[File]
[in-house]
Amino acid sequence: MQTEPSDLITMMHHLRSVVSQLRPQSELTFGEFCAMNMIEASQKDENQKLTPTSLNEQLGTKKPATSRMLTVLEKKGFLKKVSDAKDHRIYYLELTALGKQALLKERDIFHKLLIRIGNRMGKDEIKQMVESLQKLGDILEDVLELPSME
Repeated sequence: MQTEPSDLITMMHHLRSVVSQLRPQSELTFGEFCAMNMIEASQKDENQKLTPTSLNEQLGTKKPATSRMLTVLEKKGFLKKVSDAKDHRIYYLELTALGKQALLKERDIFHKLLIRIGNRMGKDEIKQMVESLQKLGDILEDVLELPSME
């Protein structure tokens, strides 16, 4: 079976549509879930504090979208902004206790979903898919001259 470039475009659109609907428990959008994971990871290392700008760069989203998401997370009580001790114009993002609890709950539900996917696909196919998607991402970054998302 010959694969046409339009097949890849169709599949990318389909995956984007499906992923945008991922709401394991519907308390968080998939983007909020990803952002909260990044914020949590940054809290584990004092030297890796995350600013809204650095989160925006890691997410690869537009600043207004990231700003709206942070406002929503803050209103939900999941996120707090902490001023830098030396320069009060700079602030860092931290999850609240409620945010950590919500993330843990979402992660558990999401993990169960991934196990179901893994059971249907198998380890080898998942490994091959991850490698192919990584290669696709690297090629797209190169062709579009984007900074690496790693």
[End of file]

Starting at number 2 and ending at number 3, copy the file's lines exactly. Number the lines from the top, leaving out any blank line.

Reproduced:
Amino acid sequence: MQTEPSDLITMMHHLRSVVSQLRPQSELTFGEFCAMNMIEASQKDENQKLTPTSLNEQLGTKKPATSRMLTVLEKKGFLKKVSDAKDHRIYYLELTALGKQALLKERDIFHKLLIRIGNRMGKDEIKQMVESLQKLGDILEDVLELPSME
Repeated sequence: MQTEPSDLITMMHHLRSVVSQLRPQSELTFGEFCAMNMIEASQKDENQKLTPTSLNEQLGTKKPATSRMLTVLEKKGFLKKVSDAKDHRIYYLELTALGKQALLKERDIFHKLLIRIGNRMGKDEIKQMVESLQKLGDILEDVLELPSME